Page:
And no, I hope they don't go after WILD. WILD's daytime only signal is a liability. Owning it limits the programming that can be offered to the community. Any signal would be better than 1090. I say get rid of it.
This is drifting into another topic entirely, but I do agree that the AM band is littered with far too many signals that have questionable viability at best. Daytime-only operations are a prime example; that's not something the 24-7 instant-gratification modern media consumer is willing to tolerate very much. Perhaps an older demo would, but that won't last much longer....5-10 years at most.
This isn't an indictment against WILD's programming. I rather think it's a tragedy how certain demo's are rather overserved (sports) and others are sorely neglected (black/"urban") in Boston. Probably throughout most of the country. No, this is just my annoyance as an engineer how useless most of the AM band has become thanks to massive overpopulation of stations being shoehorned in.
Personally I would be in favor of eliminating all licenses that have the equivalent of less than 5000 watts on 1200AM (sliding to fewer watts on lower freqs and more watts on higher freqs) day or night. Also eliminating any license that requires more than 3 or 4 towers for day or night patterns.
At the same time, I'd also clean up the ridiculousness of signal politics with Canada and Mexico, which is keeping a small but noticeable contingent of US stations at artificially low powers. WJIB comes immediately to mind with the great clear channel 740 frequency.
Any allocation that expired would be permanently retired. Whose brilliant idea was it to allow 1370 to reappear in Rhode Island
And yes, any station owner that applied for, received and built an expanded band station...and then tried to keep his/her original frequency on the air somehow
...would be dragged out into the street and shot. No questions asked.
Considering what the entire point of the expanded band was, and how these people were handed a free, vastly-improved signal on a silver platter...their arrogance today is astounding.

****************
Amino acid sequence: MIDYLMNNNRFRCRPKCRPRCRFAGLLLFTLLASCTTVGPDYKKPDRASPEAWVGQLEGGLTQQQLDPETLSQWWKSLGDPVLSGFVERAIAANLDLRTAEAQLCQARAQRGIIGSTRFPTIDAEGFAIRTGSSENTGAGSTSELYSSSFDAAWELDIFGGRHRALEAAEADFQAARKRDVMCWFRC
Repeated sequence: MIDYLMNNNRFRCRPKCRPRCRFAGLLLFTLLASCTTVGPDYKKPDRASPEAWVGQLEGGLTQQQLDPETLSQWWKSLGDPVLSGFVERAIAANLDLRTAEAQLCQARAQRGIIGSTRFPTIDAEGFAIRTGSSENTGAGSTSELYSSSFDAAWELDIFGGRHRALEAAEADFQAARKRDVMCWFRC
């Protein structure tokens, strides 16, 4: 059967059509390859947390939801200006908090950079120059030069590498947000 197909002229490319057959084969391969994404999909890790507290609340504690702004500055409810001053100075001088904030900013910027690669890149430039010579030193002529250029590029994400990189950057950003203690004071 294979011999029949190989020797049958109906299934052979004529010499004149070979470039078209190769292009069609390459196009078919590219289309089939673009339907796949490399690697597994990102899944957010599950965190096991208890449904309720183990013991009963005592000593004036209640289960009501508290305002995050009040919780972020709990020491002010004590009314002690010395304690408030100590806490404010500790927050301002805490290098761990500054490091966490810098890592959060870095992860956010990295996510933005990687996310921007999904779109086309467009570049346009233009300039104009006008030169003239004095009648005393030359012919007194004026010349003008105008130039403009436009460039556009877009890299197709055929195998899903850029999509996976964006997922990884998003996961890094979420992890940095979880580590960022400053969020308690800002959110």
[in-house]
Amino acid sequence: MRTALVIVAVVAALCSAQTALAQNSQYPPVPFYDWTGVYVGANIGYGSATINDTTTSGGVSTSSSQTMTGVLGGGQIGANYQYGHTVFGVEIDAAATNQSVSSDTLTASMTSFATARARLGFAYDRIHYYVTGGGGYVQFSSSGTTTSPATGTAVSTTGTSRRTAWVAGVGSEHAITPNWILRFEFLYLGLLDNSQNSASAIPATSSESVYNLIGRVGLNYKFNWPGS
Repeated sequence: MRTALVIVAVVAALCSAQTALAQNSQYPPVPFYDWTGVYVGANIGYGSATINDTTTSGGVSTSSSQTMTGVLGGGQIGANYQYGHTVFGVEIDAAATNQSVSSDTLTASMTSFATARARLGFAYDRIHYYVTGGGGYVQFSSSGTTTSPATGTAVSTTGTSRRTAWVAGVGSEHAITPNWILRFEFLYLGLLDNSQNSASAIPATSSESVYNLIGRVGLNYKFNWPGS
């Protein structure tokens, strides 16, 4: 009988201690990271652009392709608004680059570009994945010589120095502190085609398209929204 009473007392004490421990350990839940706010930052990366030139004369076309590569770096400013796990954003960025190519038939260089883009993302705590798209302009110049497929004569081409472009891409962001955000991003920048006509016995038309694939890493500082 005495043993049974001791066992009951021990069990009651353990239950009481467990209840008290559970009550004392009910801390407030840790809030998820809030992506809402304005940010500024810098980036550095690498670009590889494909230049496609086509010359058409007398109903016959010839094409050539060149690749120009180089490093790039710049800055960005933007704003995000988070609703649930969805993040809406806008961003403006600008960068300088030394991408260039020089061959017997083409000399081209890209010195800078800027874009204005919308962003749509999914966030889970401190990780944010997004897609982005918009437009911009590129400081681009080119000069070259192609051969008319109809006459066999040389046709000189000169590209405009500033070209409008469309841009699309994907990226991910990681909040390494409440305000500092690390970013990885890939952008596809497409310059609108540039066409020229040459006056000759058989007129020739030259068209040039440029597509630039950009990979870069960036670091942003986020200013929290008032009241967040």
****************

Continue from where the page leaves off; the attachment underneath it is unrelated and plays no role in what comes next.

Ditto for the concept of FM translators for AM stations
. Yeah, let's create "parity" between the FM and AM band by making both of them a mess of interference. Great concept...NOT!!
Look, I'm a supporter of the concept behind LPFM, but even I think the implementation of it was a disaster; and I think FM translators should all be shut down and banned outright for the trouble they've caused.
Would I shut down grandfathered Class D FM's? Quite possibly. That's a tough call, I hate to dump on my beloved college stations...but at the same time, many of them are still operating in the same manner that got the Class D license phased out in the first place. And I don't want to be a hypocrite by judging some low power stations on content which is purely subjective. I suppose if pushed I'd have to say that I feel Class D FM's should be shut down as well, but there should be some incentives program for nearby Class A "college radio" stations to get IBOC and dedicate a HD multicast channel to the displaced Class D. Not a perfect solution, admittedly...especially not right now. But 10 years down the road...the Class D might actually be better off on a bigger signal that way.
Truth be told, this concept could do wonders across the entire AM & FM Band. Instead of introducting more content "clutter" with the lame HD2 channels we've seen so far. Why not pay FM's to carry a weak AM or FM signal on their multicast channel and retire the old license? Clean up the band dramatically. Again, receiver penetration today is probably too low...but if you started
today and made it a 5 or 10 year migration process, that could work. Assuming you block idiots like the aforementioned expanded band AM's.